Surely Mary Marie was a lovely doll. She had beautiful long curls tied with pink ribbon; and on her feet were short stockings and slippers,—but her dress was a very plain, simple, “slip” of lawn.
There was a note pinned on Mary Marie’s dress, and a little key. The note read:
Dear Mary Frances:
This is Mary Marie. Isn’t she lovely? She is the very doll I’ve been looking for, for my own dear daughter. Father has told you something about Mary Marie, but I want to add some particulars. I have nothing to say about the care of her, — for I contentedly know my little girl’s careful, neat ways so well. You may be surprised when you unpack her trunk, to find no dresses. Mother is sending you, instead, all kinds of pretty goods which you may make up into dresses and clothes for your new little daughter; and you will find all kinds of laces and ribbons, and buttons, and hooks and eyes — everything Mother could think Mary Frances or Mary Marie could possibly want.
There is a set of toilet articles, — but I’ll not tell you about the other things, for I know you are anxious to find out for yourself.
I wish I could be with you, dear, to teach you how to make the pretty things; but I will, I hope, be able to do that before so very long. Meantime, I want you to use everything just as you wish. I’ve asked Grandma to let you do exactly as you want to with these things, and I ask you not to go to her with your sewing problems: for the doctor said that Grandma must not strain her eyes with any such work. I know you understand.
Does Mother know about the Thimble People? If she doesn’t I simply cannot fathom what she’s thinking. She promised to teach Mary the basics of sewing over the summer but now can’t. Mary isn’t allowed to bother Grandma, who isn’t around anyways, and Katie doesn’t seem to be available for fine work like stitching because she’s too busy making pork chops and opening crates with axes. Somehow Mary is to outfit her doll from this stash without assistance.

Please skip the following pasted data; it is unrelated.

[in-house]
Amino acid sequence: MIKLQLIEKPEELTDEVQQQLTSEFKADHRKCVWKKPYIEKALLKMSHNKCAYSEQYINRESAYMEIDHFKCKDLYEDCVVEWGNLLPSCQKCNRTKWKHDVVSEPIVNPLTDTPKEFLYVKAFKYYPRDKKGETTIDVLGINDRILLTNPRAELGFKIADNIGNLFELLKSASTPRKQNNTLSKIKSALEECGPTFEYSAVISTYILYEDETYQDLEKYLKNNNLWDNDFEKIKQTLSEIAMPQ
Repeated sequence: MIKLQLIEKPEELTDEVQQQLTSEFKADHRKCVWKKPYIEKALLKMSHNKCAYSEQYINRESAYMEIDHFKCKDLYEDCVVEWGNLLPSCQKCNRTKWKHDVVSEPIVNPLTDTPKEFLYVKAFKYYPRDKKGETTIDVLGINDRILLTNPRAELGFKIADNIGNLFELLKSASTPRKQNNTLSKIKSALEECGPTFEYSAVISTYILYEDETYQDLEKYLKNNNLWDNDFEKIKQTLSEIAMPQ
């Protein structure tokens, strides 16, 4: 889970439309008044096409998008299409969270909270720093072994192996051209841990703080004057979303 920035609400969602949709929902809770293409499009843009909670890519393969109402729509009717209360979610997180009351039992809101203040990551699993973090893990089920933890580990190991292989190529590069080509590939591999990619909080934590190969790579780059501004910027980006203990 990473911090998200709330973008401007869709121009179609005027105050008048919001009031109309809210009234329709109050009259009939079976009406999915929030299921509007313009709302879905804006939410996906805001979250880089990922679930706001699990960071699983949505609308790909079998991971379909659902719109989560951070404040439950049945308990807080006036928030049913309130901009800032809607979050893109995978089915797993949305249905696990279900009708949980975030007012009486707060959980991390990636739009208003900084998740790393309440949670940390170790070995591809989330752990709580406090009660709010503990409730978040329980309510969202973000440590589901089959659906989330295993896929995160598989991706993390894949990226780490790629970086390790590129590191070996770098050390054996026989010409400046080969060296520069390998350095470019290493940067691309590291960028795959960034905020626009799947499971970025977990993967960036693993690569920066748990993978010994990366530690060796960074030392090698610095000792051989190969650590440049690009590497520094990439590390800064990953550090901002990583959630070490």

I have yet to finish reading the first book of cooking but I gather Mother was sent to a sanitarium, left Mary some instruction/recipes, and the Kitchen Folk taught her. This may have given mother the impression that you just leave Mary alone with objects and she figures it out herself.
Mary doesn’t have the Internet or access to other people. Sure, she might be able to steal Angie’s clothing reverse engineer some of the dresses but even that takes some assistance or enough items to work with that you can make a few wasteful mistakes.
Was the Fairy Lady in on this? Is Thimble Land near Kitchen Folkville? Do girls of a certain class status have a network of objects that teach them when their social network fails?
I guess I’m still asking:
HOW DO I GET A NEEDLE OF DON’T HAVE TO TRY?!?!
Mary uses the key to open her new trunk of dry goods. Let’s note, Mary now has TWO boxes with locks, take that…patriarchy.
Mary rushes to the sewing room, introduces Mary Marie to all the Thimble Folks assembled, and explains about trunk of fabrics and fixings.
We’re off the Grandma Grid. We’ve got our own fabrics now!
In the next chapter Fairy Lady teaches Mary how to stitch a tiny linen handkerchief. It’s finicky and I haven’t any linen so I will return to it in the future…with our next Mary Frances chapter installment we’ll get to stitching doll clothes…finally
As always, excerpts From: Fryer, Jane Eayre, 1876-. “The Mary Frances sewing book; or, Adventures among the thimble people.”©1915